Still facing the Senate as it neared the end of its third day on the bill was a potentially long fight over the MX missile, which Sen. Gary Hart (D-Colo.) has vowed to oppose "as long as I can hold the floor."

Hart, a Democratic presidential contender, has attempted to make the MX a focal point of the defense debate. But, with shaky support for a filibuster even among his Democratic colleagues, he has stopped short of pledging a fight-to-the-finish against the $4.6 billion allocation for initial MX production. Senate Republican leaders, appearing confident of retaining the funding, are pressing to wind up action on the bill by late today.

In debate over nerve gas weapons, supporters argued that a new, beefed-up chemical weapons arsenal is needed to force the Soviet Union to agree to reduce its stockpile, while opponents said it is unnecessary, wasteful and immoral.

"We cannot negotiate a ban without having a store of chemical weapons ourselves," argued Tower, contending that the American stockpile is obsolete.

Opponents said the U.S. arsenal is sufficient and argued that Soviet superiority stems from a better defensive posture, not weapons superiority. They also attacked it on moral grounds, with Hatfield decrying nerve gas as "grotesque and barbaric" and Pryor warning it would "mark the beginning of a new kind of arms race."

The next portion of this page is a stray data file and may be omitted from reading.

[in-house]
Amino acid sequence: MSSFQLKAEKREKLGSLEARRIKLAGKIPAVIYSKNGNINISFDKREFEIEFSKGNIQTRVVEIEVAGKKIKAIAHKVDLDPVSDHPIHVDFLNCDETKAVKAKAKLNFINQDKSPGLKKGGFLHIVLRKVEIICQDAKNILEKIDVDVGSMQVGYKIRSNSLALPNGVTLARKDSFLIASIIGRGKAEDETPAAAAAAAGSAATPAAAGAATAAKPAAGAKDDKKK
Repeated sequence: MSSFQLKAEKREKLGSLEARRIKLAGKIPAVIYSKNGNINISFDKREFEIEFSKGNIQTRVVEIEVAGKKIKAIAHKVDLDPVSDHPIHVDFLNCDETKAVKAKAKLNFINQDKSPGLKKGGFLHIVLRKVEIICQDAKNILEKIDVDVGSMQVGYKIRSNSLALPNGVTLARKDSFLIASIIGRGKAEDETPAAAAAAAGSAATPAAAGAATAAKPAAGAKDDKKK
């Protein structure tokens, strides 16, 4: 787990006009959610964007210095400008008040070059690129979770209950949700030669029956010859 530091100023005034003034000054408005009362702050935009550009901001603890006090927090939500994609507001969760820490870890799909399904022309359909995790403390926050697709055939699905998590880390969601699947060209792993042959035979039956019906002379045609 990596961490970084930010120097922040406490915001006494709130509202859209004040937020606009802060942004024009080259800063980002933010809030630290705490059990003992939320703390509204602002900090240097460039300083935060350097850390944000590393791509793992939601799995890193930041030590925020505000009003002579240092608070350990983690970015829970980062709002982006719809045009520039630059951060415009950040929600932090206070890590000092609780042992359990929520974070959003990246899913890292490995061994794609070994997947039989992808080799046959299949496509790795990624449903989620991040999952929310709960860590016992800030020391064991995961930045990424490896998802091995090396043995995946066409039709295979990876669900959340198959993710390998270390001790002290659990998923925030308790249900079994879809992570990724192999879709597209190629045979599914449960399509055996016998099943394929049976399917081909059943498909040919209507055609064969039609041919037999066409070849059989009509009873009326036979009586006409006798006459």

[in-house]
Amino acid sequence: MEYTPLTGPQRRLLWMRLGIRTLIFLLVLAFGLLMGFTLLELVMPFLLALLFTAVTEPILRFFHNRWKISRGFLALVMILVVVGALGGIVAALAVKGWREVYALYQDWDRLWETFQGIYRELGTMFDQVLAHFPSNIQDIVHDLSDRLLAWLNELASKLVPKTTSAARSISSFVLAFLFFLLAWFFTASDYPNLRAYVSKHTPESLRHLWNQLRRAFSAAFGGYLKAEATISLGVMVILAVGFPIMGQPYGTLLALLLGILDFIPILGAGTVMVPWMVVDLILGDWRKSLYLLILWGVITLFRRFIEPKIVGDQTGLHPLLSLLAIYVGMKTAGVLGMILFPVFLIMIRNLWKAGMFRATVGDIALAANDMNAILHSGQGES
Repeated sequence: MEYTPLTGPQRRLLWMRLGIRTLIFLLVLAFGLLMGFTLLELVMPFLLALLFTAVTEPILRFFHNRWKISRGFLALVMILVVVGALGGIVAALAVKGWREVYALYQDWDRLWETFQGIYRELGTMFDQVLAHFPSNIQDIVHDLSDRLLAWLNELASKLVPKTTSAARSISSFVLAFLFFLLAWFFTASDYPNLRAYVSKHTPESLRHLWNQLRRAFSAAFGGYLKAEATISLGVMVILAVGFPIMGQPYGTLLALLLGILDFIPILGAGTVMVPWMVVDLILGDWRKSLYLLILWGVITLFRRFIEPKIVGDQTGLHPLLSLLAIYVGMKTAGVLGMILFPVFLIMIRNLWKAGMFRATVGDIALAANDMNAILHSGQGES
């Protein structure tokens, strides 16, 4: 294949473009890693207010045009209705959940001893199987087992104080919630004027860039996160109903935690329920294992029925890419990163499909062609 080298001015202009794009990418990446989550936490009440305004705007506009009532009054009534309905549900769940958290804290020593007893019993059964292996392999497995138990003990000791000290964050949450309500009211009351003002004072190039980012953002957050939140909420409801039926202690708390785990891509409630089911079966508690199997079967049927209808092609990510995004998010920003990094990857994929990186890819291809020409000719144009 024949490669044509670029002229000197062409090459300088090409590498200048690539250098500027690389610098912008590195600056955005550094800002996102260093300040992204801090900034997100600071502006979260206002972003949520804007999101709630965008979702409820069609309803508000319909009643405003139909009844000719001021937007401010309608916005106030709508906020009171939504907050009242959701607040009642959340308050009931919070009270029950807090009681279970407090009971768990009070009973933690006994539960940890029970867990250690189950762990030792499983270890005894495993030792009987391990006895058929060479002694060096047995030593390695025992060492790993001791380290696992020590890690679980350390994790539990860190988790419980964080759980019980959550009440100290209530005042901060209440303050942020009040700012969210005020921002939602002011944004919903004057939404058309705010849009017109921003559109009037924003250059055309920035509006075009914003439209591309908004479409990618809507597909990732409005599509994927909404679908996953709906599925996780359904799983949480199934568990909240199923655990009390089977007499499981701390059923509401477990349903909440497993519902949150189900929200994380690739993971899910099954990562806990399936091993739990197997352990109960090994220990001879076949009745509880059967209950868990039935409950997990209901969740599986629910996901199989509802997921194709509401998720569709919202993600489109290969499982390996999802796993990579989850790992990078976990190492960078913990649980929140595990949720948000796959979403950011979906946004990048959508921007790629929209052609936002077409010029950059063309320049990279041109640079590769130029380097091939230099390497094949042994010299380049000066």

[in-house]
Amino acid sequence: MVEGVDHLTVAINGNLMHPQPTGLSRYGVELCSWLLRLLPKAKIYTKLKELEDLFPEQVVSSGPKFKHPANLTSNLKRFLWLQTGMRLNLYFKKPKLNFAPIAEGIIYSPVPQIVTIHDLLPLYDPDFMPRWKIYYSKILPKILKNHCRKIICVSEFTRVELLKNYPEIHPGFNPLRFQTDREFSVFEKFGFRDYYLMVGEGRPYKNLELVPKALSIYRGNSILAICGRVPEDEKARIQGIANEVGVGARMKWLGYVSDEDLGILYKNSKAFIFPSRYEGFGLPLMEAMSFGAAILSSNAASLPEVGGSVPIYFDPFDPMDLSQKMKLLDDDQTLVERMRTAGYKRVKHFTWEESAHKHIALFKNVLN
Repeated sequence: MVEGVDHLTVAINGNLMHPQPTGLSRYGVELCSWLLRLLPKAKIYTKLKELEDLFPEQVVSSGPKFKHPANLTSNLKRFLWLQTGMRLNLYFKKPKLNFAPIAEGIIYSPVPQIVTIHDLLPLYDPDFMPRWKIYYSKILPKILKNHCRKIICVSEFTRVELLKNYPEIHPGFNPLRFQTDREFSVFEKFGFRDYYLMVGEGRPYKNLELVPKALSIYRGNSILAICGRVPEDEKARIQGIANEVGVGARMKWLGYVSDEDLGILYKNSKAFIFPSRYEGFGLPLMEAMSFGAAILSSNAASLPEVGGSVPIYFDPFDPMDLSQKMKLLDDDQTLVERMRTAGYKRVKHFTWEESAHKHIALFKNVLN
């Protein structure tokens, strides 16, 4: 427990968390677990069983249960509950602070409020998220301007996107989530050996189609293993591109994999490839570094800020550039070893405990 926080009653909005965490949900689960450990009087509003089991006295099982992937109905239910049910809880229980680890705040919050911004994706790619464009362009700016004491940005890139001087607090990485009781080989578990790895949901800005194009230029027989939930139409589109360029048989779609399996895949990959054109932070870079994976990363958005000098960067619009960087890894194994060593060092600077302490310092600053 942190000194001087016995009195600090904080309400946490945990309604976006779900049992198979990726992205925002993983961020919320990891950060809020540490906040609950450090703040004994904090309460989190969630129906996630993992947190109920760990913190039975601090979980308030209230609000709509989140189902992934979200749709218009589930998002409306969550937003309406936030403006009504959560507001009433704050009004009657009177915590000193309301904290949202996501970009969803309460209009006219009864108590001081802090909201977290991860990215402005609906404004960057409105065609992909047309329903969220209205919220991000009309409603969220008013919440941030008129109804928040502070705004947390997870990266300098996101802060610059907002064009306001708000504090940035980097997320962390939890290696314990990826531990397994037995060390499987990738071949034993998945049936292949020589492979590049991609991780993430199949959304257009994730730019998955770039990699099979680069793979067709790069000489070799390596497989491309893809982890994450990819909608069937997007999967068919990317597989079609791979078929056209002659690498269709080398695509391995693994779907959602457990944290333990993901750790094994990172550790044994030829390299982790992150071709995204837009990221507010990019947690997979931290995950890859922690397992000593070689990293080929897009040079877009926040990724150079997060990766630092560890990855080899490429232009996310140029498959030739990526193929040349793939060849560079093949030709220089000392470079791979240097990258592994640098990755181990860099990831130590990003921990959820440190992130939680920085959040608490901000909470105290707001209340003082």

On the neutron shell issue, the Senate approved the shift to conventional weapons by voice after voting, 67 to 30, against a leadership move to table the proposal, offered by Sen. Sam Nunn (D-Ga.).

Nunn argued that Europe, where the shell is scheduled for deployment, can better be defended by conventional weaponry than nuclear devices. Tower strongly opposed Nunn's position, contending that the Senate was attempting to "make a major tactical decision that I don't think we ought to make in haste on the Senate floor."

Only the day before, the Senate had given what appeared to be tacit approval to move ahead with production facilities for the neutron weapon in stripping it of an earlier provision specifying that none of the money could be spent until a NATO nation agrees publicly to accept the weapon on its soil.